Synonyms and other taxonomic changes
Epeolus lunatus, Epeolus lunatus concolor, Triepeolus concolor, Triepeolus nautlanus.
Head: Black. Female has dense yellowish hair around antenna bases. Male has silvery hair over entire face. Lower face (clypeus) has a median raised ridge.
Antenna: Black; sometime with reddish-brown on base (scape), pedicel and segment 1.
Thorax: Black; segments have intermittent pale yellowish outline. Collar thick, unbroken. Segment 1 (scutum) has longitudinal indent at mid line, with a pair of very short stripes, one on each side of indent; these stripes do not touch collar. Segment 2 (scutellum) has two thick yellowish lines on lower margin. Segment 3 (propodeum) has an arc of white hair at each side, curving down toward center. Thorax side tubercle has a dense yellowish fringe, and another spot next to it. Female has wide, intermittent line of yellowish hair from tubercle up to wing base and ending in a tuft near propodeum, another crescent patch below tubercle. Thorax side of male sparsely covered with feathery yellowish hair, except for one small bare spot.
Wings: Wing knobs (tegulae) reddish on female, black on male. Wings slightly tinted, tips darker. Veins black.
Legs: Reddish-brown, covered with silvery-white hair. Hind coxa has dense silver-white hair. Thighs (femora) with black streaks on female. Male thighs entirely black. Female has red feet, male has black. Spurs black.
Males from southern U.S. have more red on legs; northern population legs can be almost entirely black.
Abdomen: Black with yellow to pale yellowish stripes; stripes wider on male.
Segment 1 has two stripes. Base stripe is wide with an extremely wide side edge joint. Lower stripe is narrow. Both are interrupted at center. Black area between the two stripes is a small triangle.
Segment 2 stripe narrowly interrupted at center. Side patches present or not.
Segments 3 and 4 stripes continuous across segments. Segment 4 stripe is paler yellow.
Segment 5 on female has a triangular grayish patch at each side edge, pointing inward. Another grayish triangle on lower margin also points inward (or up) and has a dark oval center with dark hairs.
Underside of female blackish. Segments 2 to 4 striped. Segment 5 not concave.
Segments 5 and 6 on male stripes are almost white to silvery-white.
Underside of male 2-3 have white hair stripes; 4-5 have long tufts of brown/white hair. Tip narrowing, square.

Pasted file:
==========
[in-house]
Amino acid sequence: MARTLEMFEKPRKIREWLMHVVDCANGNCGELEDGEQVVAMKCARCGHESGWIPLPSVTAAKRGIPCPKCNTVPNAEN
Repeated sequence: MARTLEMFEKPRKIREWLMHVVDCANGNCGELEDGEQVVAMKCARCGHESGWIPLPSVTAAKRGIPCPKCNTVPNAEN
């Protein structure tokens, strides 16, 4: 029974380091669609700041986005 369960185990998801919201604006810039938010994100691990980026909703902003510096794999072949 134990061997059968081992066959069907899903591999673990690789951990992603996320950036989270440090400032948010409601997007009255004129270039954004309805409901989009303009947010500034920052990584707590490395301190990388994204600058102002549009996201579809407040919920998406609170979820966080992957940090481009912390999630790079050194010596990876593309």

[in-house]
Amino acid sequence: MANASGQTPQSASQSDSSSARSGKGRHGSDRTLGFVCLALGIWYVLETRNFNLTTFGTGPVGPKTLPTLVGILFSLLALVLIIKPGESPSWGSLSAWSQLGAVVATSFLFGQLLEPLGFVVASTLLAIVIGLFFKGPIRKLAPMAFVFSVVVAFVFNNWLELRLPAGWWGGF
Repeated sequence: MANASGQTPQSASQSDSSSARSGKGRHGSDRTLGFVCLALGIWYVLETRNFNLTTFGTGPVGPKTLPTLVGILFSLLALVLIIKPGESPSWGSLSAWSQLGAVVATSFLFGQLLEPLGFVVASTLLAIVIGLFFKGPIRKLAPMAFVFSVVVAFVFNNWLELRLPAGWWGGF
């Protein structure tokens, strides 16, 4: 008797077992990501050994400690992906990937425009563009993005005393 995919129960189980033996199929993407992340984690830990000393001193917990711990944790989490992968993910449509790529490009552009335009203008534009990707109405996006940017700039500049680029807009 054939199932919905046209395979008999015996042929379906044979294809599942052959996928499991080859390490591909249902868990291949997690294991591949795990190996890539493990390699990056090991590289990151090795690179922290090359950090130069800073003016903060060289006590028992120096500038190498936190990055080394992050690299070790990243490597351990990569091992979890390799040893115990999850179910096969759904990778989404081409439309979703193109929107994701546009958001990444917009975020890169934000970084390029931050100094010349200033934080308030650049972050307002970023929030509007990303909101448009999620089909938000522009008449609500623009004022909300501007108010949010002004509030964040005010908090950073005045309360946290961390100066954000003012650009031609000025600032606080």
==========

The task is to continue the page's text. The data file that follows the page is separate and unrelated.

From Mexico to Canada, throughout the continent.
Forest edges and meadows.
March to October in south; June to August in north.
Visits flowers from several families. The Hosts section on its Discover Life species page
lists known floral associations based on specimen records and images.
Larvae are parasites of Long-horned or Digger Bee Melissodes bimaculata.
Holotype: Epeolus lunatus male and female Say 1825. Locality: Missouri. British Museum of Natural History – type lost.
Lectotype: Epeolus lunatus concolor female by Robertson 1898, #8174. Locality Illinois July 24, 1888. In Illinois Natural History Survey; Webb 1980; Lectotype designation by W. E. LaBerge.
Holotype as Triepeolus nautlanus male Cockerell 1904. #9705. Locality: Vera Cruz, Mexico. In U. S. National Museum of Natural History, Smithsonian. New synonymy. Photos.
Michigan Museum of Natural History has 5 specimens.
Similar Species: T. simplex has median stripes on thorax touching collar. Underside of abdominal segments 2-4 striped in T. lunatus, but side tufts only in T. simplex. Male underside on segment 5 has a very short tuft on T. simplex; a long tuft on T. lunatus. T. simplex lacks midline ridge on clypeus.
Rightmyer, M.G. 2008. A Review of the Cleptoparasitic Bee Genus Triepeolus (Hymenoptera: Apidae).
Long’s Second Expedition, 1824, Vol. 1, pg. 240 by Say.
Procedures of the Entomological Society of Philadelphia, 1863-64, Vol. 2, pp. 394 to 395 by Cresson.
Transactions of Academy of Sciences of St. Louis, 1894-97, Vol. 7, pp. 342-343 by Robertson.
Transactions of Academy of Sciences of St. Louis, 1898. Vol. 8, pg. 51 by Robertson.
The Canadian Entomologist, 1903, Vol. 35, keys by Robertson.
Entomological News, 1903, Vol. 14, pp. 79 to 81: Keys by Brues.
Annals and Magazine of Natural History, 1904, Series 7, Vol. 13, pg. 36 by Cockerell as T. nautlanus.
Annals and Magazine of Natural History, 1907, Series 7, Vol. 20, by Cockerell, pg. 62, keys.
American Museum Novitates, 1921, Vol. 23, pp. 13 to 14 key by Cockerell.
North Carolina Agricultural Experiment Station, 1962, #152: Bees of the eastern United States by Mitchell.